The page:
Leeds City Council has agreed to continue to guarantee the pensions programme for a flagship city theatre company which was rocked by a fraud scandal involving a former finance chief.
As previously reported, management arrangements at the Leeds Grand, the City Varieties and the Hyde Park Picture House are being overhauled.
The trio of venues are run by an umbrella company called the Leeds Grand Theatre and Opera House Ltd (LGTOH), which is wholly owned by Leeds City Council.
But moves are now under way for the company to be “restructured to become a fully independent charitable trust”.
The overhaul follows a period of financial turmoil which was compounded by a major fraud investigation, which eventually saw a former finance boss jailed for five years for defrauding the theatre out of £178,000.
A new report just approved by senior council officials says the pension guarantee is vital to securing the theatre company’s independence.
It says: “Given that it is the council’s policy direction for the company to become fully independent, and that without the council confirming its guarantee for that admission of the company into the pension fund, this cannot be progressed, it is thus recommended that the council confirms its pension guarantee to the company.”
The report adds: “The pension fund have confirmed that the changes to the Articles of Association do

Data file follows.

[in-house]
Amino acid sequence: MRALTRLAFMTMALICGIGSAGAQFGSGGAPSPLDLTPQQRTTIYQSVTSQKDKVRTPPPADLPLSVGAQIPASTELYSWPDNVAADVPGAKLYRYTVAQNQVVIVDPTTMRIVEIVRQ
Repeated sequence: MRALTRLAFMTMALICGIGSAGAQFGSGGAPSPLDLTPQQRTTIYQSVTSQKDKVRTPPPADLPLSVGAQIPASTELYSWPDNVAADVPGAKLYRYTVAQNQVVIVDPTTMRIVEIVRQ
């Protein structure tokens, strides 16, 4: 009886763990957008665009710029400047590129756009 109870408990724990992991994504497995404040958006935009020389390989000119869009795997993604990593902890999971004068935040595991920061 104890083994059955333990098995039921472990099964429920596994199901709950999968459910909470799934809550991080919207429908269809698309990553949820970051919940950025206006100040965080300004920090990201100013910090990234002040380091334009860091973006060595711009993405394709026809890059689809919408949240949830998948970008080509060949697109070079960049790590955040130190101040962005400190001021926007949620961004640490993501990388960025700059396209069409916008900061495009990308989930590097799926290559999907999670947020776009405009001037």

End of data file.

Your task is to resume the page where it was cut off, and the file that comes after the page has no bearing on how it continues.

not affect the company’s eligibility to participate in the WYPF, and given the above, both the company and the fund have requested that the council confirms that it is still willing to act as guarantor.”
Under the new management arrangements, the council would still be a major backer of the company’s work, but the representation of councillors on the board would be significantly reduced.
The council’s decision-making cabinet heard previously that the changes come “on the back of the company reporting significant annual deficits in recent years”, although “strenuous efforts” had been made recently to improve the financial position.
A previous report to the executive board concluded that a breakaway from the council would “empower” the new management, allowing them to “forge ahead and operate as efficiently as possible”.
However it was also acknowledged that the council’s ongoing support is “essential” during the transition, and there is a need to “continue to maintain a positive and productive relationship thereafter”.